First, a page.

Barrel Aged: Denotes a wine that has spent a period of time in barrels before bottling. This affects wine in numerous ways—the flavors in newly blended wines knit together, tannins in red wines soften and white wines become richer and more full-bodied. Aging in new oak barrels (barrels used for the first few times) can add aromas and flavors of vanilla, spice and smoke.
Barrel Fermented: Denotes wine that has been fermented in small casks (usually 55-gallon oak barrels) instead of larger tanks. Advocates believe that barrel fermentation contributes greater harmony between the oak and the wine, increases body and adds complexity, texture and flavor to certain wine types. Its liabilities are that more labor is required and greater risks are involved. It is mainly used for whites.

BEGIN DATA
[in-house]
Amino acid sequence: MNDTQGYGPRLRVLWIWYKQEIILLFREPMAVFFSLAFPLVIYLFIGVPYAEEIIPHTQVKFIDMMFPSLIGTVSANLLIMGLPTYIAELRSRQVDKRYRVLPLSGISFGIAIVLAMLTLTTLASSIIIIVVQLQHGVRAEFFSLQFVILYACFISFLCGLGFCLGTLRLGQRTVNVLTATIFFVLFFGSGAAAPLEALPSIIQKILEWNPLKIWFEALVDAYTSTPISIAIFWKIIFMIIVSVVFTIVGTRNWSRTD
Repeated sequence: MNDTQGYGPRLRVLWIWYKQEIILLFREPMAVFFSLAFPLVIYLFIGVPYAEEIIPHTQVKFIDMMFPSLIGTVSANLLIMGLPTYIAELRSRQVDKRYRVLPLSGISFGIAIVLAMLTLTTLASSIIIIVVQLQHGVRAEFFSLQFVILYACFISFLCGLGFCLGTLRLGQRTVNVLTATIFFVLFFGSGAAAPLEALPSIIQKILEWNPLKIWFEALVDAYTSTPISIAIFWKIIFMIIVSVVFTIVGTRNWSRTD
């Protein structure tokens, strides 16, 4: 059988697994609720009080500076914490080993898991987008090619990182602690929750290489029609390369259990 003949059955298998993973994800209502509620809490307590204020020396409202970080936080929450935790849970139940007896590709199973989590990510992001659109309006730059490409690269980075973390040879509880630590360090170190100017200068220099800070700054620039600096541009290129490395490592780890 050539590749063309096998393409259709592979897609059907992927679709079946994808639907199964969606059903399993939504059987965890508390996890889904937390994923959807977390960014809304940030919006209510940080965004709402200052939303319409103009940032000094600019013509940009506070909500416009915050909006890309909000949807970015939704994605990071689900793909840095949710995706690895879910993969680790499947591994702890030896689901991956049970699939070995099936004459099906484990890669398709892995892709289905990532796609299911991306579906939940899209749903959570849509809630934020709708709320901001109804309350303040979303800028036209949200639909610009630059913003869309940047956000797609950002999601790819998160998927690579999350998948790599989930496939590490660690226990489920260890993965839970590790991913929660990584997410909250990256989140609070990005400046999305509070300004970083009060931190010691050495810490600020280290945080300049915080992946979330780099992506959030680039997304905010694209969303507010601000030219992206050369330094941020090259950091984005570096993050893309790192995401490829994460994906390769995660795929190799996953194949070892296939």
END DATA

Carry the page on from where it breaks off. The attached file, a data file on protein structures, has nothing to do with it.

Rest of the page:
Barrel Making: After the wood for a barrel is cut and dried, the cooper heats the wood while shaping it into a barrel. Steam, natural gas, boiling water, the burning of oak chips or some combination of these is used in the three-part heating process. The first application of heat (the warming stage) is called chauffage, the bending of the wooden staves into a barrel shape is called cintrage and, finally, the toasting of the wood for flavor is called bousinage.
Toasted Barrels: As a barrel is being constructed, but before the heads at either end are added, the cooper (barrel maker) chars the inside edges of the staves. This final treatment imparts aromas of vanilla, spice and smoke to the wood and then the wine. Char levels include light, medium and heavy toast. Winemakers order barrels with their favorite levels of toast to influence their wine styles.